A Different View of Aging

Freeman's experience with his mother's dementia raises other questions: What happens to our stories as we age? And can we be ready for the effects of age on our concept of ourselves or those we love?

"I don't know that we can prepare ourselves," he says. "I can tell you this, though. Before going through the situation with my mother, I would have thought about aging in a more negative way, as deterioration or decline. Some of that's real; it's hard to deny it. But through the experience with my mother I came to think about it differently and realized that, even in circumstances like dementia, where an element of decline is inevitable, it may be possible to encounter and experience it in a different, more 'welcoming' way."

If you look back at your life stories over time, you'll often notice that they change to some degree because you're seeing them through the broader lens of subsequently lived experience.

Jack Bauer ’89, professor of psychology, University of Dayton

As his mother's illness progressed, Freeman learned to meet her in the moment rather than insist she be the mother of his memory. "It took us a while, but that's what we were able to do, and as a result, we really had our eyes opened to the kind of beauty that might be found in life's very transience," he says. "Sitting outside with my mother, just being with her, seeing her take in the day, her face lit up by the sun, came to be very moving in a way. It was as if I could see the preciousness of life right in front of me. So, difficult as these years sometimes were, I'm immensely grateful for the time we had together."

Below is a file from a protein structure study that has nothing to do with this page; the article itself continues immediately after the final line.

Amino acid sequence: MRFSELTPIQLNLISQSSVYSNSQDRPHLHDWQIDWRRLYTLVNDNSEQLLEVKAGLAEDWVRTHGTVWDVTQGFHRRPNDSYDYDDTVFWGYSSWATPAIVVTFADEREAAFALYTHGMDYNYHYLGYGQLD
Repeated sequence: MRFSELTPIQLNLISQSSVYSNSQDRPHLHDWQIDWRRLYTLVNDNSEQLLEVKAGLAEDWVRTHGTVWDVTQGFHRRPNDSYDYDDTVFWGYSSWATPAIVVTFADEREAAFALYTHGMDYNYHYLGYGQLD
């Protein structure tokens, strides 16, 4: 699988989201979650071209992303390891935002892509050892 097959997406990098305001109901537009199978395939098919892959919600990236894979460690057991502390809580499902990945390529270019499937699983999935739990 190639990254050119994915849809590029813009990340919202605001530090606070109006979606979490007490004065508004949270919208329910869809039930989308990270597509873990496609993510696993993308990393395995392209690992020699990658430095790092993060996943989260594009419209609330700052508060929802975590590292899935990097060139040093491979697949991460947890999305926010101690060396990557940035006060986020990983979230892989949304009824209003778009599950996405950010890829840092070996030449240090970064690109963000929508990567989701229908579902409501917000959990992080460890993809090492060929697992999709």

Assuming a person is of sound mind, does older equate with wiser? Based on Bauer's research, the answer may be yes, at least on average. "It turns out we become more adaptive with age," he explains. In other words, the older we get, the better we are at meaning-making. "Each time we understand something, we're creating that understanding in that moment. From one week to the next, it seems like we're recalling incidents, but we're also constructing them anew each time. If you look back at your life stories over time, you'll often notice that they change to some degree because you're seeing them through the broader lens of subsequently lived experience."

And experience has its benefits. Older adults, despite their mounting losses, for instance, tend to place a greater emphasis than younger adults on the kinds of concerns and motives that promote growth.

"On average, as we move through adulthood, we focus more on experientially meaningful activities and relationships than on social status, self-image and material gain — and it's the former values and motives that facilitate both growth and well-being," Bauer explains. "If the research translates into advice, it's that rather than doing things for status and self-image, we're better off spending time doing things we love — and especially doing things with people we love."

Different though Bauer's and Freeman's respective projects are, they appear to be of a piece on this last idea, suggesting, in their own distinctive ways, that the path to a good life entails living beyond the ego and attending to what truly matters. In the end, this is what makes for stories worthy of being told.